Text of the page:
Obama Outclassed by GOP Nonentity

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Well. So much for "a Biden-class knack for sounding stupid," as I remarked about Romney a few hours ago. He won the first debate going away. You have to wonder, if Romney's such a weak candidate, as I have long maintained, what does that make Obama?

No attempted zingers, contrary to forecasts, which was wise on the challenger's part. (Or perhaps there were some, only so lame they escaped detection. Trickle-down government. Maybe that was a zinger.) His joke about having five sons and being accustomed to hearing endless repetition of the same bogus claim was funny (don't you think?) and if it was rehearsed didn't seem so. Who knew that Romney was capable of gentle wit? He seemed, despite everything, relaxed, confident, and above all in charge. He gave the impression of having the facts at his command. Often enough that was a false impression, but Obama never came close to showing it. The president was stammering and hesitant, and frequently looked out of his depth. Romney's performance wasn't brilliant, just good, but that made it brilliant relative to expectations. The greater shock, amplifying Romney's success, was that Obama was so bad.

Maybe this is what four years of being surrounded by sycophants does for you.

Again and again, he missed open goals. He let Romney say that he, Romney, would take better care of entitlements than Obama would. Incredible. He watched as his attack on Romney's tax proposal kept bouncing off, until he looked feeble for repeating it. Why on earth didn't he force Romney to say which deductions would be removed to pay for the lower rates? He let Romney boast about his Massachusetts health care plan and in the same breath denounce Obamacare (to all intents and purposes, the same policy). Romney's argument about letting states be laboratories is tactically clever, and there's something to it, but surely Obama could have asked why Romney doesn't at least advocate Romneycare to the rest of the country. The president remembered to criticize insurance companies but (unless I missed it) forgot to mention that Obamacare is mainly about covering 50 million people who, you know, don't have health insurance. He let Romney attack him for failing to cut deals with the GOP, as though Republicans would have compromised if only they'd been talked to politely. In response, Obama meekly referred to Republican intransigence, but threw the comment away. That was a chance to lay the blame for paralysis in Washington on Romney's party, where it mostly belongs. And what about the 47 percent--about moochers, dependents, people whom Romney won't ever convince to be responsible, this nation of parasites? Hardly worth mentioning, I suppose.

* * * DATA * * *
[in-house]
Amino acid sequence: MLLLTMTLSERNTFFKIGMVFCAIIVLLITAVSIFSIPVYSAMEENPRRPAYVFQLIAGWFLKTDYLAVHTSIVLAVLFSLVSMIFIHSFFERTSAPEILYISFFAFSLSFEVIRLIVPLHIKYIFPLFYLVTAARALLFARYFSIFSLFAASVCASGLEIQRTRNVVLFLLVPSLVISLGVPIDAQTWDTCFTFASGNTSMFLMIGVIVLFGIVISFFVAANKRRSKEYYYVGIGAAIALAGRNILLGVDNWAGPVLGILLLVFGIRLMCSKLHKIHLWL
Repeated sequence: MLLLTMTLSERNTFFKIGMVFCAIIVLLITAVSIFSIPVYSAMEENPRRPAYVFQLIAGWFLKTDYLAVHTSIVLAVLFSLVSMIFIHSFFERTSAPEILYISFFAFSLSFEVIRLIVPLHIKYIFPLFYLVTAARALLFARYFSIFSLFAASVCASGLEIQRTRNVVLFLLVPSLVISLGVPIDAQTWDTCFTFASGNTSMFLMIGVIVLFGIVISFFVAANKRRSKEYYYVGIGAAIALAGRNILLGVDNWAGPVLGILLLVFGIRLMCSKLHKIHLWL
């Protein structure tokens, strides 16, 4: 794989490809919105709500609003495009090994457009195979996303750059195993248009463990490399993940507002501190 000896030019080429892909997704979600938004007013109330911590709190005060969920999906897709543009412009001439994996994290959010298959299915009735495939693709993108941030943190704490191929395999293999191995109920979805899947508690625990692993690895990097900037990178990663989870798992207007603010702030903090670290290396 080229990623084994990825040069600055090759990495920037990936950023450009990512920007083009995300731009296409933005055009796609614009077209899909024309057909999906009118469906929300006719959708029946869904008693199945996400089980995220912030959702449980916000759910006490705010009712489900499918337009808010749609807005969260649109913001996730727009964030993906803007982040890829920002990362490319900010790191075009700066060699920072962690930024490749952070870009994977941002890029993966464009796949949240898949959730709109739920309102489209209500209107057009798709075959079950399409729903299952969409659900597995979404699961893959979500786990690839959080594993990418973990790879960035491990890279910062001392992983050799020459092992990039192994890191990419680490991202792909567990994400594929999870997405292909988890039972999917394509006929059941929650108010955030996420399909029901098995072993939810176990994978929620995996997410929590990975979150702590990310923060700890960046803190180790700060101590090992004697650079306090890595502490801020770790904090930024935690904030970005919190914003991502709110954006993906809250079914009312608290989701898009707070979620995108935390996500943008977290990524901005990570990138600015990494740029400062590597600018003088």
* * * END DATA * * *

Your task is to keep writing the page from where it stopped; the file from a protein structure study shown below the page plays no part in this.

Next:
I see some people are criticizing Jim Lehrer for failing to moderate. Nonsense. He was great. Give that man a MacArthur genius award or a Pulitzer or something. All debates should be moderated this way. Step back and let the candidates argue with each other. It's revealing, much as Obama on this occasion may regret it. There was far more substantive engagement on issues -- or the opportunity for it, at any rate -- than the usual preening-moderator formats allow. Surely Democrats don't think the president needed the protection of a moderator to get his points across. He had all the time in the world. CNN says he was at the microphone for longer than Romney. It's just that he made such poor use of it.

Hard to say whether it will matter. Certainly, for at least a few days it will perturb the air of inevitability that had begun to surround Obama's second term. That was likely due for a rethink anyway: With weeks still to go, the prevailing narrative needed a twist. But nobody who saw the debate is going to buy the idea that Romney was declared the winner because the media were getting bored. He won, and it wasn't close. It ought to be a tonic for both sides. This thing isn't over after all.

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Clive Crook is a senior editor of The Atlantic and a columnist for Bloomberg View. He was the Washington columnist for the Financial Times, and before that worked at The Economist for more than 20 years, including 11 years as deputy editor. Crook writes about the intersection of politics and economics. More

Crook writes about the intersection of politics and economics.

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